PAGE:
Thickness: Compared to conventional products, Thermulon-based insulation can be very thin. It can therefore significantly increase the available floor area of your new build. This can be an especially lucrative attribute in tight-spaced city projects.
In summary Thermulon’s aerogel based insulation can be made thinner than typical insulation without sacrificing on thermal performance, fire-safety or cost.
Steel and concrete are the mainstream materials used in building structures. However, as we’ve discussed, using concrete in construction is a significant source of the industry’s carbon output. Moreover, the iron and steel industry is responsible for 5% of greenhouse gas emissions globally. In terms of carbon, one tonne of concrete emits half a tonne of CO2eq, and, even more shockingly, one tonne of steel can emit up to two tonnes of CO2eq (International Energy Agency 2016). Therefore, the continued heavy use of these materials in their current state is not compatible with the UK’s promise of Net Zero by 2050.
In short, these materials are highly carbon-intensive. Therefore, considering other structural alternatives could be important when ensuring your next construction project fits within future emissions regulations.
Timber is coming back into fashion as a low-carbon construction material. This is because trees remove and store carbon from the atmosphere as they grow. Additionally, they are sturdy and long-lasting enough to effectively replace carbon-intensive steel or concrete.
The Climate Change Committee’s 2018 report describes these benefits, stating that ‘government policies should assist a transition towards increased use of biomass in construction’ (CCC 2018). This report significantly promotes timber use in building due to its ability to sequester carbon during growing and provide an effective alternative to carbon-intensive materials used in the industry.
An excellent option for construction material wood is cross-laminated timber (CLT).
Cross-laminated timber is an engineered wood panel product and a ‘natural choice’ for construction that requires ‘low-embodied-carbon materials’ (Structural Timber Association). It also provides a durable and robust alternative for internal structures.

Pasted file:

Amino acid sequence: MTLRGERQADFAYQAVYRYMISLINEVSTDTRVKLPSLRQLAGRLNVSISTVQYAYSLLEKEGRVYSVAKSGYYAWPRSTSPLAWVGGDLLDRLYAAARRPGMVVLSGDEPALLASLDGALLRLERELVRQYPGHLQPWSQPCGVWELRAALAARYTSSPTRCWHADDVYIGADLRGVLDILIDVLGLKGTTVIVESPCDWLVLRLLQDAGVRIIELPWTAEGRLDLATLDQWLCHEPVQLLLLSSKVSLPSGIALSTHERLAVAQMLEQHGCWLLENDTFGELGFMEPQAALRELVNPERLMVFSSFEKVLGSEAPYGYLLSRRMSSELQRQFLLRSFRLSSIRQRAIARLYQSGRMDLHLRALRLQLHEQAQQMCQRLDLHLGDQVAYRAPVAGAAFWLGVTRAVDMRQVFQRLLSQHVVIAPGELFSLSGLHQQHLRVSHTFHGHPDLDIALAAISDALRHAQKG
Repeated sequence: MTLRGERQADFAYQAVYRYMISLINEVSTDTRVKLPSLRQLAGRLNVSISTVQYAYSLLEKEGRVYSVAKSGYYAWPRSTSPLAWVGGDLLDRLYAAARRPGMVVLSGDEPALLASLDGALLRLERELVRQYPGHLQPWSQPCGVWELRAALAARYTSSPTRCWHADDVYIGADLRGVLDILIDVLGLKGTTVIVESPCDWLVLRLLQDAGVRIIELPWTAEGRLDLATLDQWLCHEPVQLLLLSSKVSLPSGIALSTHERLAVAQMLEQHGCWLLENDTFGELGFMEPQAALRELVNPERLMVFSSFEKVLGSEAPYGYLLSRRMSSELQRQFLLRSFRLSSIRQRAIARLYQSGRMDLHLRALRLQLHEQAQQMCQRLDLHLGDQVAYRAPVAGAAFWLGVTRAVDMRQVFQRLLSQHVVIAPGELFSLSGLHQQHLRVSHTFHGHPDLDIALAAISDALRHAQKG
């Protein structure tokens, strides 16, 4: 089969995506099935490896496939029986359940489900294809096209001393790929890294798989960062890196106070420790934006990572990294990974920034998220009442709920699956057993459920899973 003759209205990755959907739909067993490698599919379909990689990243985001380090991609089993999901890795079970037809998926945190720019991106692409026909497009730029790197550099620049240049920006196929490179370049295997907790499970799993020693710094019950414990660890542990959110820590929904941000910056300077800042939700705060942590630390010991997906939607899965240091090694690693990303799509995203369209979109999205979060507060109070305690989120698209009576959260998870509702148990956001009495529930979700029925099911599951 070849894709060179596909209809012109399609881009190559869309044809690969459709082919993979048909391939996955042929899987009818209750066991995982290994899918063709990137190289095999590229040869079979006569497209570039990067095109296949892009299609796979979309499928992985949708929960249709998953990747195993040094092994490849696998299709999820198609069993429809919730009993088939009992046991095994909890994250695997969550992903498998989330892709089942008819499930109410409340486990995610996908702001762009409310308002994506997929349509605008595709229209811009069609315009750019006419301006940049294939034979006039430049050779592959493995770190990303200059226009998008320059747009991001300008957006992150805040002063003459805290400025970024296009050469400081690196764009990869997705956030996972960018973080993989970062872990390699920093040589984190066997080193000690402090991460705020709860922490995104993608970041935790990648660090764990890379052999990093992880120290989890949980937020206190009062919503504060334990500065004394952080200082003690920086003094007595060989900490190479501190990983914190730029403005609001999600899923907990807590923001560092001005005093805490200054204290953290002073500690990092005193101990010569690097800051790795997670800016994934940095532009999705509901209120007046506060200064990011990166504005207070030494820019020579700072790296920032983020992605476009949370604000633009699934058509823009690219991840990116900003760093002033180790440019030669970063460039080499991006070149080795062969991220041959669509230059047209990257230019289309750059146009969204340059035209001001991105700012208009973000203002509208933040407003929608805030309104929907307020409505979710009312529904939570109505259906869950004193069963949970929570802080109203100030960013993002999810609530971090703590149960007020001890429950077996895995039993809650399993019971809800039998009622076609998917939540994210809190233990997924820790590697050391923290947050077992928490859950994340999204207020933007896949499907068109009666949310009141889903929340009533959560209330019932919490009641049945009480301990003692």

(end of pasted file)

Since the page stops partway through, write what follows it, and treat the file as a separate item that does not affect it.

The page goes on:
Solving the circular economy bottleneck: Although timber can be an environmentally sustainable choice, waste is still significant.
The UK produces 10 million tonnes of wood per year, worth £2.1bn. However, only 1 million tonnes of it is recycled. The rest goes to landfill (Veolia and Imperial College London 2019). This is due to contaminants like metal (such as nails) or treating chemicals that are too costly to remove to ensure recycling.
CLT is more straightforward to repurpose than alternatives such as plywood and medium-density fibreboard (MDF). It doesn’t use adhesives that then become toxic during recycling (like urea-formaldehyde).
Therefore, using timber, and more specifically CLT, is a strong, low-carbon alternative to two of the most carbon-intensive materials in the construction industry.
Bamboo is an increasingly popular construction material and a fast-growing, high-yielding and easily renewable natural resource (Institute of Civil Engineers 2017).
Unlike regular timber, which you can only harvest after 50+ years, bamboo has a much faster turnover of every 4-5 years. This means that it has quicker carbon sequestration and a higher volume of material potential.
Lamboo uses laminated engineered bamboo in heavy timber construction and glued laminated (Glu-lam) applications (Lamboo 2021). You can use it for interiors, exteriors and structural building needs. This includes everything from Glu-lam beams, to joists, to large outdoor structures.
A pleasing aesthetic: Lamboo comes in a range of attractive colours, so it doesn’t need any additional coverings to be aesthetically pleasing (e.g. drywall).
Density: The material is very dense, so appropriate for larger spans and longer beams.
You can use nearly all of it: You can use up to 99% of your Lamboo material which saves you time, money and resources cutting around defects and knots. This significantly reduces both financial and material waste.
However, it’s more expensive: Lamboo compares themselves in price to ‘exotic lumbers’ like IPE instead of typical timber alternatives. Therefore, the cost of this material may be a consideration when selecting it for your next structural project.
With concrete and steel being such a significant proportion of the carbon emissions produced by the construction industry, finding structural alternatives is the only practical method to reach Net Zero by 2050.
Biomass materials offer durable, low-carbon alternatives.